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Bighorn, river, United States
bighorn, in zoology
(Ovis canadensis), also bighorn sheep, an even-toed ungulate of the family Bovidae. The male bighorn is about 178 cm long, stands about 105 cm tall at the shoulders, and weighs about 140 kg. Females are much smaller, weighing little more than half as much as the males. The horns of males are about 111 cm long (up to the bend) and about 36 cm in circumference; the horns of females are smaller. Bighorns inhabiting the Far North are very light in coloration; bighorns in the southern parts of the range are various shades of brown.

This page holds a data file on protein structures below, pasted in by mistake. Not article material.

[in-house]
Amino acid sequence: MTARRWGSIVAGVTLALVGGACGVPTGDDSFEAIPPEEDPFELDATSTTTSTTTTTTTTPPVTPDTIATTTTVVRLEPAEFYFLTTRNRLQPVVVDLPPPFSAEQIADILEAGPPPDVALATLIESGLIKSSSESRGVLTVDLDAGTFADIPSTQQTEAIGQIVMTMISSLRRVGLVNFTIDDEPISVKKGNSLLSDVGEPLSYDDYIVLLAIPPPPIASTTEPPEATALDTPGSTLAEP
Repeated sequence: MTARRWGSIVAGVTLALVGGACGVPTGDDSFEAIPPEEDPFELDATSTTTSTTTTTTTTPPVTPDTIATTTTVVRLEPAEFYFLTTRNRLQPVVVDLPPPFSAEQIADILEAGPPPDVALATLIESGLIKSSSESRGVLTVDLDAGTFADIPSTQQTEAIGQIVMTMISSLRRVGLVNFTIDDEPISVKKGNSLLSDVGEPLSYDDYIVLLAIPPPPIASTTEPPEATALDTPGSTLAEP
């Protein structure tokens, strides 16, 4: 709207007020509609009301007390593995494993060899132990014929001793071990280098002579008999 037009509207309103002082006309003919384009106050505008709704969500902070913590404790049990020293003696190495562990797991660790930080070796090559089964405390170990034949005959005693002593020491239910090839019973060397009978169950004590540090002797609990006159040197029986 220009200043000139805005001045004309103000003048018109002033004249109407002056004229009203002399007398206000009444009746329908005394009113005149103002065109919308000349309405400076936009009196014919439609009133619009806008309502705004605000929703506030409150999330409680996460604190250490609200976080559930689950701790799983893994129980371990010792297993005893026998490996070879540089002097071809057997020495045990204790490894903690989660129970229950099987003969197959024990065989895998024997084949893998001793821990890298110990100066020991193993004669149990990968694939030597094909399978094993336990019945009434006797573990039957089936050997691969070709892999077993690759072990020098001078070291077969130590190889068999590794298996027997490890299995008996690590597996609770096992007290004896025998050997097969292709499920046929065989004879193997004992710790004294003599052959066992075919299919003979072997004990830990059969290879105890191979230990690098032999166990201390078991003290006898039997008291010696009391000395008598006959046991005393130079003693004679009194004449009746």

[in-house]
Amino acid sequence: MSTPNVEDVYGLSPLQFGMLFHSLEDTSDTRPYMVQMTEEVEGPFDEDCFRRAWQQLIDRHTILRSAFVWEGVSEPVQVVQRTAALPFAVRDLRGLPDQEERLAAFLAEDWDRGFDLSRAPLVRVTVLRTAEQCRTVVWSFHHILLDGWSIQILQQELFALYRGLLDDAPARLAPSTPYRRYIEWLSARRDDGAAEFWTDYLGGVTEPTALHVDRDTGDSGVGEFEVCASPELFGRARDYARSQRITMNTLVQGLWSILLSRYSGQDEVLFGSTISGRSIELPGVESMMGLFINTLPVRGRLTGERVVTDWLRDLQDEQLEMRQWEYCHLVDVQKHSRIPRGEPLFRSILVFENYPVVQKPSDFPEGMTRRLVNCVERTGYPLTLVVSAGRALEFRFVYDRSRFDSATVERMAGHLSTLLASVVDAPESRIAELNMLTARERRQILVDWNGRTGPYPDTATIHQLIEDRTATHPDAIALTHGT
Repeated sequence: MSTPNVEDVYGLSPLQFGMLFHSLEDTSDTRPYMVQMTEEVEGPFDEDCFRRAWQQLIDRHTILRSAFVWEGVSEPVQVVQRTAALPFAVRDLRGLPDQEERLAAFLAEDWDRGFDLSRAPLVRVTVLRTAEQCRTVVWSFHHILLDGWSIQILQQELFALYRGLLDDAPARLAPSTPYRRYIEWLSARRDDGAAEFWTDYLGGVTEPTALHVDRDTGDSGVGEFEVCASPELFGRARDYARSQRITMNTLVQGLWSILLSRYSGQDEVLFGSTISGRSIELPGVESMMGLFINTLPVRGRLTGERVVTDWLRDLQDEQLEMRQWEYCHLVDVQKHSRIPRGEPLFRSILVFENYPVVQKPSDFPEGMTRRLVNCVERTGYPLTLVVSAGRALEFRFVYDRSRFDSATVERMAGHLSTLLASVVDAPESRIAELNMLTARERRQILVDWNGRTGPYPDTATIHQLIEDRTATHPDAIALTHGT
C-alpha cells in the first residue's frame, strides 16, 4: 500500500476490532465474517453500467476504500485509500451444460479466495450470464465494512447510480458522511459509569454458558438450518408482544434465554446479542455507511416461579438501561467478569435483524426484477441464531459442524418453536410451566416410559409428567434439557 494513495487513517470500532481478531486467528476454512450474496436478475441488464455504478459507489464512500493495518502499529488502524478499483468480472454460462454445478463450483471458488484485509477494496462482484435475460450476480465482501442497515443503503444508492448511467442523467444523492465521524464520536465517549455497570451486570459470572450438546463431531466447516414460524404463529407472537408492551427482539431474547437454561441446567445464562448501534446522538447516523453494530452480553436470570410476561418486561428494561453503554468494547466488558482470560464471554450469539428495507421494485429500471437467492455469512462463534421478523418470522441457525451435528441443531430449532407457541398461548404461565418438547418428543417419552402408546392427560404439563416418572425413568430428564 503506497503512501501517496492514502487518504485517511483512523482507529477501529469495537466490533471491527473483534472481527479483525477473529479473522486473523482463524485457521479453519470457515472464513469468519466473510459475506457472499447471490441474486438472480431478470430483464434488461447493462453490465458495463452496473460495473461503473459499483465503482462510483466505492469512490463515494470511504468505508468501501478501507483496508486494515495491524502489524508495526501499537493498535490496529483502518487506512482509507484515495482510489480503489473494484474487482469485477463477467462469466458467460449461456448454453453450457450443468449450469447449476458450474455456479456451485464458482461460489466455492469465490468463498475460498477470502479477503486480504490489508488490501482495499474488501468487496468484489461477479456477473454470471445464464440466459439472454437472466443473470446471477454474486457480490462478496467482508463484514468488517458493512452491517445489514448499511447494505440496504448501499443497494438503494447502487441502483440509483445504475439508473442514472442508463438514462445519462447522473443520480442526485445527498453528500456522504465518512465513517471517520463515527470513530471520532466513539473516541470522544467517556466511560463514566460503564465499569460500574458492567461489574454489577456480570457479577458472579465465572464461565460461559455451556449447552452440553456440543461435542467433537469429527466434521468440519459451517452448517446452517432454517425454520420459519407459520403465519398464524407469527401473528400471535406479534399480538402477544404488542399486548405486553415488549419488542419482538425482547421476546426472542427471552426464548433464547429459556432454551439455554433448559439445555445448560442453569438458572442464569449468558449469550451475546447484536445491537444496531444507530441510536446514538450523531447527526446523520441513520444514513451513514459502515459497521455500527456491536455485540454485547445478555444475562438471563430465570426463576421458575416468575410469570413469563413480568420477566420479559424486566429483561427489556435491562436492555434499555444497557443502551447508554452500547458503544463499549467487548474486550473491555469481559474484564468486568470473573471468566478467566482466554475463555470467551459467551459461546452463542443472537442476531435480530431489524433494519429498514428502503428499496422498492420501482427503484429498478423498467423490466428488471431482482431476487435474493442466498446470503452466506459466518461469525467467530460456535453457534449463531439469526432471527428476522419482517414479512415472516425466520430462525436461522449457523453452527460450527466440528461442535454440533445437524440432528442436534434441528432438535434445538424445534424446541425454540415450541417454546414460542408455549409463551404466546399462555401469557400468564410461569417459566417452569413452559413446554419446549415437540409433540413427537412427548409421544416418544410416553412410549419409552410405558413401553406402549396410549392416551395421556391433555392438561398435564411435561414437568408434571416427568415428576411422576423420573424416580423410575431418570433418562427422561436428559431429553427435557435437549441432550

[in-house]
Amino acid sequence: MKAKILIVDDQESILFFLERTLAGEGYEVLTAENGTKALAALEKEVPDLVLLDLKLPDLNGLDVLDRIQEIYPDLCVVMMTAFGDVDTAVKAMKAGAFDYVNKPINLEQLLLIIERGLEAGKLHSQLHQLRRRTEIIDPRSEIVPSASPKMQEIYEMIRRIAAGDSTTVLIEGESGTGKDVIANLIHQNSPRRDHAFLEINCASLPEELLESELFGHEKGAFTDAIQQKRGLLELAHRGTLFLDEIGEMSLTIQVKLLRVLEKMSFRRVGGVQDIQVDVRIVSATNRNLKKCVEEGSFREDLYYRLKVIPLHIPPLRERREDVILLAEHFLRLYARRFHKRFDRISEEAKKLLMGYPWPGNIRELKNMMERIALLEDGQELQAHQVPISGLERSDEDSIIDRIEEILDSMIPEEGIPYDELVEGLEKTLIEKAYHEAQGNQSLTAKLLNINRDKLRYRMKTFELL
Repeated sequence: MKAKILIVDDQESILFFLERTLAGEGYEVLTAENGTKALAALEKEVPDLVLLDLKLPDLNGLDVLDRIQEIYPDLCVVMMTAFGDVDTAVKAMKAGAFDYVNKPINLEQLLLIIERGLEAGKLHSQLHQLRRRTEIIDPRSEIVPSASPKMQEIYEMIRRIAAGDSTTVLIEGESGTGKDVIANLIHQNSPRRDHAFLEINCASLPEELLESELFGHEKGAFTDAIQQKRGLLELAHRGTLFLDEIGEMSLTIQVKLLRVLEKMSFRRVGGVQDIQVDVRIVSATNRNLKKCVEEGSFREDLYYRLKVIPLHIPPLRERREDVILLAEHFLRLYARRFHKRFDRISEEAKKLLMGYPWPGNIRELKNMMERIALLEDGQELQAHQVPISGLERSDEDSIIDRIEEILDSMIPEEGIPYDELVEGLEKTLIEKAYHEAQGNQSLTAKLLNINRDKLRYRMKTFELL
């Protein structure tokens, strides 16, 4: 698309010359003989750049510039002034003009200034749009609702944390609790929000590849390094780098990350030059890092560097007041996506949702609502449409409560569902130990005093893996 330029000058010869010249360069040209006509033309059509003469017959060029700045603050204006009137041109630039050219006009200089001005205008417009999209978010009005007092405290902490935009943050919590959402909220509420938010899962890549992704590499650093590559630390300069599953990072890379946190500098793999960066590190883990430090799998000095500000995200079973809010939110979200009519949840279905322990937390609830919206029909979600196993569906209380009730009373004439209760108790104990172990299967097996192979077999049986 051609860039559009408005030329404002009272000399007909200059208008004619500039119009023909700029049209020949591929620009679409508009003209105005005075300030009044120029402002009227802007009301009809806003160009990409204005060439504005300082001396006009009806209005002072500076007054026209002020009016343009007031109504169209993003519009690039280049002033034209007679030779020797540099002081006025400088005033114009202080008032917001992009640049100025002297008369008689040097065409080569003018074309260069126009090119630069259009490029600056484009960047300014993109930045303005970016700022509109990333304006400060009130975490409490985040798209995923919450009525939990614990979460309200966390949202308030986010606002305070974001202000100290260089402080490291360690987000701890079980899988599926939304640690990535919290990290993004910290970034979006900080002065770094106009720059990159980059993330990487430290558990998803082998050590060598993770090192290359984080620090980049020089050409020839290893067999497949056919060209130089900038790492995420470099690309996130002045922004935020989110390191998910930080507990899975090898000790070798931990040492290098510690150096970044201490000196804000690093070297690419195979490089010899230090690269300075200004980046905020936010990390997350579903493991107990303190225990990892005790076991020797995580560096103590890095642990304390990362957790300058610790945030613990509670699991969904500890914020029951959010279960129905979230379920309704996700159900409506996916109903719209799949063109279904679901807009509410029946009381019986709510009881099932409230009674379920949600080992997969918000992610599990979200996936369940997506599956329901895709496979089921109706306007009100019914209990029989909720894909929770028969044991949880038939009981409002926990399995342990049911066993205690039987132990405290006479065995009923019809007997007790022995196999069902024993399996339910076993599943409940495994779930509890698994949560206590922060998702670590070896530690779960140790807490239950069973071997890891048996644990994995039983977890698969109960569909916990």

Bighorns are common in Northeast Asia and North America, as far south as Mexico. There are four subspecies in the USSR: Kamchatka, Okhotsk, Yakutsk, and Noril’sk (Putorana). The animals are gregarious and polygamous. They live on treeless slopes of mud volcanoes and coastal cliffs. They feed on trees, shrubs, grasses, and lichens. Mating takes place in November and December, and the female gives birth to one or, less commonly, two young in May or June. Bighorns are commercially valued for their meat, skin, and horns.